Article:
Bill began his career with the White Sox, was traded to the Seattle Pilots, then traded back to the White Sox. He made his major league debut in 1956, spending his first three years there as a reliever before being traded to Detroit with Tito Francona for Ray Boone and Bob Shaw. He had a 7.63 ERA with the Tigers in 23 games, so they left him exposed on waivers. Washington claimed him, and slotted him into the starting rotation.
He shone as a starter; in 1958 he only pitched three games with the Senators, but he pitched well, and stuck in the rotation in 59. He went 9-11 in 59, but it was a pretty lousy team, and his ERA was 4.28. Not amazing by the day’s standards, but it was a 92 ERA+, a huge improvement over a guy who was posting 50-level ERA+s previously and sitting at the back of the Nats’ rotation. He had some flashes of brilliance, too, dueling against Jim Perry on May 24th.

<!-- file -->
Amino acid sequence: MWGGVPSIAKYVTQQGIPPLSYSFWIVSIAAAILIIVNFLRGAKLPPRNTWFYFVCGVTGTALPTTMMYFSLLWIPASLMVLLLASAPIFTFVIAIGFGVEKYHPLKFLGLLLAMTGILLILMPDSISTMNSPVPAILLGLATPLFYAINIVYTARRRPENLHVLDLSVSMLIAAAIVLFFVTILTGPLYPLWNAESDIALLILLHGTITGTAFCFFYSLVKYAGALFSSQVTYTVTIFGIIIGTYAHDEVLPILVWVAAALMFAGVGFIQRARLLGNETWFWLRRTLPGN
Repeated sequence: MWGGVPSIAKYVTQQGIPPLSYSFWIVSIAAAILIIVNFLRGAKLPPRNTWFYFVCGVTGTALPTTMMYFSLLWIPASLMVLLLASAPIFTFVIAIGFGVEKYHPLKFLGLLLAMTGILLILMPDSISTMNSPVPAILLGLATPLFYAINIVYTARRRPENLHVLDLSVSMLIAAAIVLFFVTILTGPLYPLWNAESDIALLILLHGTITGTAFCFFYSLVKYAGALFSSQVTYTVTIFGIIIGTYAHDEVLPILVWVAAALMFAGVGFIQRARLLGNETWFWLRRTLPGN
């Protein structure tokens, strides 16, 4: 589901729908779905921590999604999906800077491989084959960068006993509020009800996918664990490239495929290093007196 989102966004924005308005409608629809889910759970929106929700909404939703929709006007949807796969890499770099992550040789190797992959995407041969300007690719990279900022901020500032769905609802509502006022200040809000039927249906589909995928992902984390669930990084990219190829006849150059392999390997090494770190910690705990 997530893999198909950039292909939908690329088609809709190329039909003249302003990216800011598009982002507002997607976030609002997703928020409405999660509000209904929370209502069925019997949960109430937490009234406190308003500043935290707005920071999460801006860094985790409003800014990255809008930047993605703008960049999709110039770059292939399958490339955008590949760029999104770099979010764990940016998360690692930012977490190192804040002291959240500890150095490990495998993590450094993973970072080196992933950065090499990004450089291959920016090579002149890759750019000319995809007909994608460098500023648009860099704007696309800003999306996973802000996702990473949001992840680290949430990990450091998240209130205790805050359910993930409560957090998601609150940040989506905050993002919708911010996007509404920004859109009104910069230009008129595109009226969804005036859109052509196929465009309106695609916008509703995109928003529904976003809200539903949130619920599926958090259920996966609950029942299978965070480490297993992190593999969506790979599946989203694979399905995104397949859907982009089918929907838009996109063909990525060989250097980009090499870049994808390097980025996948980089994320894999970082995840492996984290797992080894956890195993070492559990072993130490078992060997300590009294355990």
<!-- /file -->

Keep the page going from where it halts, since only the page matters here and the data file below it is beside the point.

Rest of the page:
He returned in 1960, but dropped off, falling to a 4.91 ERA and an 81 ERA+ with the Nationals before they shipped him back to Detroit for Tom Morgan.
He bounced around until 1964, producing a career 45-58 mark with a 4.34 ERA, good for a 92 ERA+. Could be better, could be worse; he made for a decent, though not outstanding, end of the rotation guy. You could get a whole lot worse.